Question: I broke my collarbone after falling off my bike about a year ago. The injury is healed but when I’m running I find that it aches, a dull annoying pain. It’s mainly on longer runs but also on some faster intervals. Any help or advice would be great.
Answer: From the information provided, it’s likely that your pain should be able to be cleared or helped considerably with the correct physiotherapy treatment. There is a good chance you have one of two things-
1) Scar tissue from the injury which is surrounding the fracture site (where the bone has been broken)
2) Scar tissue on either joint at the end of the collarbone which is causing pain, ie from either the acromioclavicular joint or the sternoclavicular joint.
At this stage, as you are one year on from the initial injury, the fracture site should be well healed so it is unlikely that the pain you are experiencing is from the broken bone. Therefore, if it is scenario 1), strong deep soft tissue massage techniques around the fracture site should clear the surrounding scar tissue and hence the pain.
If it is scenario 2), manual mobilisation of the joint on either end of the collar bone should again, clear the scar tissue in those relevant joints, allowing the pain to clear.
The key is to find the correct diagnosis for the pain. In the vast majority of cases the pain which you’re describing can be cleared with the correct treatment. Hope this helps.
Question: Over the past 2 years I have had a pain in my right hip when running. It is not an impact injury but feels like it is deep. The morning after running it would be very sore when walking, or even getting up off my seat.
Answer: From what you have described, it’s unlikely that the pain is coming from your hip. As all of our physios here at Apex Clinic have undertaken extensive post-graduate training in spinal and nerve pain, we are very familiar with referral patterns from both the hips and from the lower back. The symptoms that you are describing sound as though they are originating from, and being referred from your lower back, due to a stiff segment in your spine at an area where the nerves run to the hip. There could well be secondary muscle spasm also over the hip itself. Until the stiff segment in your spine is mobilised or loosened, it is unlikely that your symptoms will clear on their own. With the correct physiotherapy treatment it is likely that your pain can be resolved.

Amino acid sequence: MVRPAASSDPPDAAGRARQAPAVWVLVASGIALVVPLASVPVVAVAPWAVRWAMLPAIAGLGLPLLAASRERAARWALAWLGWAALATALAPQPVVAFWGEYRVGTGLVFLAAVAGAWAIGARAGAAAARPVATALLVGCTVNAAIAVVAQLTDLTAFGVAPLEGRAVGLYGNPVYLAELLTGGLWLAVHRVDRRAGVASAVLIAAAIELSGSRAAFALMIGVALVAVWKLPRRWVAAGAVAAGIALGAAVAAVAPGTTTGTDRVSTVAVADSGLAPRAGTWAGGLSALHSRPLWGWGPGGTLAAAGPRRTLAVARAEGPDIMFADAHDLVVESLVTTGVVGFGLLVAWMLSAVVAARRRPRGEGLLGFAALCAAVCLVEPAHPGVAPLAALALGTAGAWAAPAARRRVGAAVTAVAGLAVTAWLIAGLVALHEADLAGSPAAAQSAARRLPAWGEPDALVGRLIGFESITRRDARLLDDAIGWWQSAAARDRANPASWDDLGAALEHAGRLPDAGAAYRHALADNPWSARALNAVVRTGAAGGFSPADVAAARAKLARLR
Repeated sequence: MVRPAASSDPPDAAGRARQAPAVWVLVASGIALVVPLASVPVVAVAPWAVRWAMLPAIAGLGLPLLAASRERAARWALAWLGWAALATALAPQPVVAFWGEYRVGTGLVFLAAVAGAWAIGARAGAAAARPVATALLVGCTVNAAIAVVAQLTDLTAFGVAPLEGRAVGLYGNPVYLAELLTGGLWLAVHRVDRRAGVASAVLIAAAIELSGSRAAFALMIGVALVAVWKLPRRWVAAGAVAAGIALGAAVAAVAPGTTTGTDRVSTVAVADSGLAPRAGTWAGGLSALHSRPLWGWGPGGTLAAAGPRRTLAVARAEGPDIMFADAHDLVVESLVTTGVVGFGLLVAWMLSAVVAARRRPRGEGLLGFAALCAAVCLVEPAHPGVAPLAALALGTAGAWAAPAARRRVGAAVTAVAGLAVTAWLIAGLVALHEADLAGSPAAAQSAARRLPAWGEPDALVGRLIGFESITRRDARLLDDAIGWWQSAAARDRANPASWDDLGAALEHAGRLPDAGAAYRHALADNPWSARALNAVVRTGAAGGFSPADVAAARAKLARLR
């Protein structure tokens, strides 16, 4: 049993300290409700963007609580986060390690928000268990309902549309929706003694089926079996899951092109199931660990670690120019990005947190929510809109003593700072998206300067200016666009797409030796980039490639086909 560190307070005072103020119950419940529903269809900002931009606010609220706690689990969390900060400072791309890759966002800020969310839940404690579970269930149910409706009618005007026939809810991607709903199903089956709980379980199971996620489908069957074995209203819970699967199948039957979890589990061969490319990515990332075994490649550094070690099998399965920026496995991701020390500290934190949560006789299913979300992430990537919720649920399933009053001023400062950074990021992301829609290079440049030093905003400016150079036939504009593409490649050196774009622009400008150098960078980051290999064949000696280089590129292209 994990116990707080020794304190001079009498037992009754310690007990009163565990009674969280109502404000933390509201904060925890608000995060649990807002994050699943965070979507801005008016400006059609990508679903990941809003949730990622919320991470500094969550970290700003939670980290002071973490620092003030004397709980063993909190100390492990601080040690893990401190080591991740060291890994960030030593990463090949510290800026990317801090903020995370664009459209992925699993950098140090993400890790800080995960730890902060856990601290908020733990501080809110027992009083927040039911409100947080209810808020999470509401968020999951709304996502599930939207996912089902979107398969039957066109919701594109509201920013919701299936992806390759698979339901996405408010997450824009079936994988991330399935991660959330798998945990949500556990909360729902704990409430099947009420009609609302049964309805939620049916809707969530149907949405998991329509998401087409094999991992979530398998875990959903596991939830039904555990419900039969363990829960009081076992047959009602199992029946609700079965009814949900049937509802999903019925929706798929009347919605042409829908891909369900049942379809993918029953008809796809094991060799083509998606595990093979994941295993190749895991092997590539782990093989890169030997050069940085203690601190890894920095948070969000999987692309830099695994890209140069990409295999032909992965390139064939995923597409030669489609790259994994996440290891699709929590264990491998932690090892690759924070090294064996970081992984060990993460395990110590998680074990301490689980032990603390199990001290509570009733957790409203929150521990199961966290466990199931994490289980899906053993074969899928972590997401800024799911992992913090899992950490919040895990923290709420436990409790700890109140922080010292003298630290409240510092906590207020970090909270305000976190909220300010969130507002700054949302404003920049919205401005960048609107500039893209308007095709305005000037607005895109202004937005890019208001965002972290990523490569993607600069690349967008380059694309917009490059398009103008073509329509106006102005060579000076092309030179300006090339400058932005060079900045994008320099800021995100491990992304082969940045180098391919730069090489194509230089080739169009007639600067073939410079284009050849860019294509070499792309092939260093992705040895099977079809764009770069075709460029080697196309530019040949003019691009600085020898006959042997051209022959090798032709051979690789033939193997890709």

Question: I am getting a shooting pain in the area just below my calf, on the back of my leg, specifically the area between the top of my achilles and the bottom of my calf. Any advice?
Answer: From the information provided, the pain you have described could be due to a number of different things-
1) Nerve pain coming from the nerve running downwards in the area that you have described (tibial nerve). This can occur if you have torn some muscle fibres in that area and scar tissue has formed which has irritated the nerve passing through.
2) Referred pain from the lower back. This could be coming from the joints or discs in the lower back. In this case the pain is often worse when running uphill or running upstairs.